In the third section Questa looks at a range of phenomena, among them prodelision. Prodelision of es and est does not really involve vowel loss. Rather, we are dealing with enclitic forms that never contained vowels to begin with (s and st). On p. 48, Questa argues that bonust involves loss of the final -s of the adjective before the two forms can coalesce. The fact that the last syllable of what in editions is written suppromu’s (Mil. 825) counts as long is then explained by saying that the enclitic form is ss rather than s (p. 40). I am not convinced that prodelision really involves loss of the final -s of the noun or adjective. The absence of *illicst and the like does not have to be explained by saying that final -c cannot be lost; an equally good explanation is that Latin does not permit -kst as a final consonant cluster. Enclitic ss does indeed exist, but a better proof than suppromu’s is dicacula’s(Asin. 511) with a heavy final syllable.
Questa goes on to discuss the treatment of intervocalic -h- and the semivowel -u-, syncope and anaptyxis, and muta cum liquida sequences, which do not make position in Plautus and Terence (but must have done so earlier, as *genatrix became genetrix, while *genator became genitor3).
The section on pre-classical morphology contains many important observations. Nouns in -ius for example have the genitive singular in -i, but the nominative plural and the locative singular in -ii. Questa does not explain why this should be the case, but it is easy enough to see that the genitive goes back to *-ii, while the nominative and locative go back to *-ioiand *-iei respectively. Vowels of the same quality contract more easily, hence the contracted genitive in Plautus, but the still disyllabic nominative and locative. Also of interest is the observation that in the third declension the ablative singular ending of the i-stems, -i , spreads to the consonant stems, but not the other way round. What I found most useful in this section was the detailed discussion of how pronouns scan in Plautus and Terence and how Greek loanwords are treated.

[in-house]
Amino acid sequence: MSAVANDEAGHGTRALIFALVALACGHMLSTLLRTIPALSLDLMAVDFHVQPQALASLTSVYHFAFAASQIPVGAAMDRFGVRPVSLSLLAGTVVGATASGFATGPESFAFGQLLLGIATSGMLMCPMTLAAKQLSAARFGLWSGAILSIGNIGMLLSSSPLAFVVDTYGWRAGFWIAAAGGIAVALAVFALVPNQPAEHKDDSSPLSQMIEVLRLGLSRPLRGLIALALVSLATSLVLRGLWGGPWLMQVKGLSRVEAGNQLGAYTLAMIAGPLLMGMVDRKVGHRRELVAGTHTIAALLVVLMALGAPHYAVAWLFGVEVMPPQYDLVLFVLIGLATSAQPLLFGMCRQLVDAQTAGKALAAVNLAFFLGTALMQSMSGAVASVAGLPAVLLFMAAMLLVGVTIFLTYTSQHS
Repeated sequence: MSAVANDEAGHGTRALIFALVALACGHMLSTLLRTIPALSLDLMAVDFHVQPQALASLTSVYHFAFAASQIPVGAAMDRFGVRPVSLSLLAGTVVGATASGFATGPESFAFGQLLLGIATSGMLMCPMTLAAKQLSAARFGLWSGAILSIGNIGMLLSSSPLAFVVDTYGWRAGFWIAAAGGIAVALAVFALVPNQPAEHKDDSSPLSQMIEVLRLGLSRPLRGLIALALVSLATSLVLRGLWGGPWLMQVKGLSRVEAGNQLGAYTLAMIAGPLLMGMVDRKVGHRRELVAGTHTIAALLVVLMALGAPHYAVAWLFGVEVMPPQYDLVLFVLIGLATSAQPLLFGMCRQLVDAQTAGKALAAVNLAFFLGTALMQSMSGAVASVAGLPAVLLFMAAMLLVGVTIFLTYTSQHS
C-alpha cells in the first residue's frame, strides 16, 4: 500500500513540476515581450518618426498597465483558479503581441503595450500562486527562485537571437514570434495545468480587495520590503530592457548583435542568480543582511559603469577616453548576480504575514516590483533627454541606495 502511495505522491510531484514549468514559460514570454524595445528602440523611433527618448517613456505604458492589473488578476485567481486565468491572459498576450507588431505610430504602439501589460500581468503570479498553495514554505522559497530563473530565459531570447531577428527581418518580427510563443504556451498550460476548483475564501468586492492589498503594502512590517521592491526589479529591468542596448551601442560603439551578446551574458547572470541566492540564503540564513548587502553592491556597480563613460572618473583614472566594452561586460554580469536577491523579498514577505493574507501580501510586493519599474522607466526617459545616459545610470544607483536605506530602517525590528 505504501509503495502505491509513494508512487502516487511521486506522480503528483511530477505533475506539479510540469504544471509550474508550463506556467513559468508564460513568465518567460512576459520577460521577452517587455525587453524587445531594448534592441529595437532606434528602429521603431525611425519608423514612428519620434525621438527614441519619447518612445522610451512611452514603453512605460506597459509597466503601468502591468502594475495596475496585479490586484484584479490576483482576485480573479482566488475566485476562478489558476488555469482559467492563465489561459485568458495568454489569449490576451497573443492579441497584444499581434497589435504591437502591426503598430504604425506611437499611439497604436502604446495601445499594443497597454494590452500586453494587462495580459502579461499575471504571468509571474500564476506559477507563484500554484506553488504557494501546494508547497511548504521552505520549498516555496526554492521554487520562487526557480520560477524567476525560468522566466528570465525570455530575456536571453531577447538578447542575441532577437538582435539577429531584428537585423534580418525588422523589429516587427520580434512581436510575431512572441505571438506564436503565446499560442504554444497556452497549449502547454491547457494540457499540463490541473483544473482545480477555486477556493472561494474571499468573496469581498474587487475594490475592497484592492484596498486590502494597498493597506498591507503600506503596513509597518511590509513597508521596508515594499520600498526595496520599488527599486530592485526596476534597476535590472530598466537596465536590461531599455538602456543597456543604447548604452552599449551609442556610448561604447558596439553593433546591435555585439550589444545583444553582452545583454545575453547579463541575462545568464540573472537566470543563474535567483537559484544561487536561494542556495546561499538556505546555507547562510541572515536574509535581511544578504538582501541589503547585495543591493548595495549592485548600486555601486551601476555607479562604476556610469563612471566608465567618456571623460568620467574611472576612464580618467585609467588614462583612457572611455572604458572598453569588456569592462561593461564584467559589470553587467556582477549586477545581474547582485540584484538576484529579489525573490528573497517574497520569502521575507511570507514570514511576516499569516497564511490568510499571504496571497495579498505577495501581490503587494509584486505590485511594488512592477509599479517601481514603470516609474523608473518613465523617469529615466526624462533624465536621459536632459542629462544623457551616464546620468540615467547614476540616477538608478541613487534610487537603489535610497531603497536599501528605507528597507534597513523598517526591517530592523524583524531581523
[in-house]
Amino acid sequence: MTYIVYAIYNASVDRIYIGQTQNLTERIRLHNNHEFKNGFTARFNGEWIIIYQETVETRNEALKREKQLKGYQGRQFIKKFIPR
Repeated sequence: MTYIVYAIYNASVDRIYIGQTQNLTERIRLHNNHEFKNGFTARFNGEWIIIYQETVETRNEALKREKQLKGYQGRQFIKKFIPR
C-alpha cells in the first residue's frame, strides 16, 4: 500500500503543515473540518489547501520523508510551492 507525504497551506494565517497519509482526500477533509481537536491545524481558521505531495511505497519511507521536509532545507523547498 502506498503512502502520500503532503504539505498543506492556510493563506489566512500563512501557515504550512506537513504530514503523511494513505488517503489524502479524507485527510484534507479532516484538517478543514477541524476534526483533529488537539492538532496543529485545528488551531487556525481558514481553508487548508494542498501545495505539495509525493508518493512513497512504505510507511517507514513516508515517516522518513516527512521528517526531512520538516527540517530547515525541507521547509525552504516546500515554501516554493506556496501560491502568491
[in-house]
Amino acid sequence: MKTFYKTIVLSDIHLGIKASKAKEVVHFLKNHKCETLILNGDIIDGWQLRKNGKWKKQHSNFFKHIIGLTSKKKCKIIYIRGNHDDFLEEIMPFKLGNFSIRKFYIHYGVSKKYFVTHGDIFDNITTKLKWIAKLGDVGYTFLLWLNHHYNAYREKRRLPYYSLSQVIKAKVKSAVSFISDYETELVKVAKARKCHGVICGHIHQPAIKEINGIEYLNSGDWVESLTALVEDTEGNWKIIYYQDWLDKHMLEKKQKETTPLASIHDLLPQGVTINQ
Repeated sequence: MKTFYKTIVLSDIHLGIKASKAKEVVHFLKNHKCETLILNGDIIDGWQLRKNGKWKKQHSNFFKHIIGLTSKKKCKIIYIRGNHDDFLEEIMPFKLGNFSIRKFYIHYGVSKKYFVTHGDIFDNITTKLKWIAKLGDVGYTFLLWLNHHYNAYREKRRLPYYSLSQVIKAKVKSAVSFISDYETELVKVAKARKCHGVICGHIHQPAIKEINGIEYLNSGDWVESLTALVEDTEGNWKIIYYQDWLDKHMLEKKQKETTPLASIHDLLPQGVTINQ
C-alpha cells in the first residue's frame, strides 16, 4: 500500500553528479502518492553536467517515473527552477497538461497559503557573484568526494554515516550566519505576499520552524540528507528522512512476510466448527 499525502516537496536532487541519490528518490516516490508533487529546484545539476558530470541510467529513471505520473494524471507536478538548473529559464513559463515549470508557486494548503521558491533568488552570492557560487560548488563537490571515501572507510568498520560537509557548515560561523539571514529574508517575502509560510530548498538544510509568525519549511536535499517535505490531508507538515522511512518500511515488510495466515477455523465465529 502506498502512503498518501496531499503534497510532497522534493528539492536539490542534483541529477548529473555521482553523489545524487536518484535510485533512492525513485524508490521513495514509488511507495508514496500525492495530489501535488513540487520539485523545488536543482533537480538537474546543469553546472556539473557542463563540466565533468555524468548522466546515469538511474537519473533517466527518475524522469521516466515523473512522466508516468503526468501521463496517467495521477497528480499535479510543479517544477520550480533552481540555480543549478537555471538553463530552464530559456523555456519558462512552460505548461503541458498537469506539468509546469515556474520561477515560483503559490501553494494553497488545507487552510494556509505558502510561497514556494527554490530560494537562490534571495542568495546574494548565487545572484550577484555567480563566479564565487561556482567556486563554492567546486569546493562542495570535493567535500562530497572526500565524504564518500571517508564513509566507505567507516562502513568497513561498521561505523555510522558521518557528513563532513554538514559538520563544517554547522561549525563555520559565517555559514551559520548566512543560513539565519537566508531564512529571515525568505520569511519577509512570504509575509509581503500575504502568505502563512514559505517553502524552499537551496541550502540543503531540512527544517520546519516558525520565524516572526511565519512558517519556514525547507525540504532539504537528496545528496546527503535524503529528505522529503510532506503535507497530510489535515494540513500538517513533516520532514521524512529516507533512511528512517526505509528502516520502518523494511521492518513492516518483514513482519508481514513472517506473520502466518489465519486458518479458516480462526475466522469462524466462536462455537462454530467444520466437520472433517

The fifth and perhaps most exciting section of this part of the book is about iambic shortening. Questa states that the breuis and the breuianda must form a single element, that thebreuianda must be an unstressed syllable, and that there must not be word end between the two syllables, unless the breuis is a monosyllable. Many exceptions to these rules only appear to be exceptions; talentum scanned as an anapaest, for instance, has simply preserved the Greek accent position.4 However, a few difficult cases remain, for examplesagitta scanned as a tribrach.
Since the breuianda is so often a closed heavy syllable rather than an open syllable with a long vowel, Questa concludes that iambic shortening, while having a basis in everyday speech in cases like the pyrrhichic adverb modo, is mostly a metrical rather than a linguistic phenomenon (p. 144–7). We are dealing with a metrical licence rather than a truly phonetic shortening.
School books usually teach that clitics such as -que lead to an accent shift to the syllable immediately preceding the clitic. The fact that dedistin can scan as an anapaest is in perfect agreement with this rule. However, there are also cases of bonoque and the like scanning as tribrachs (p. 90), and if accented syllables cannot undergo iambic shortening, these are disconcerting for the generally accepted theory of accent shift, at least for the archaic period.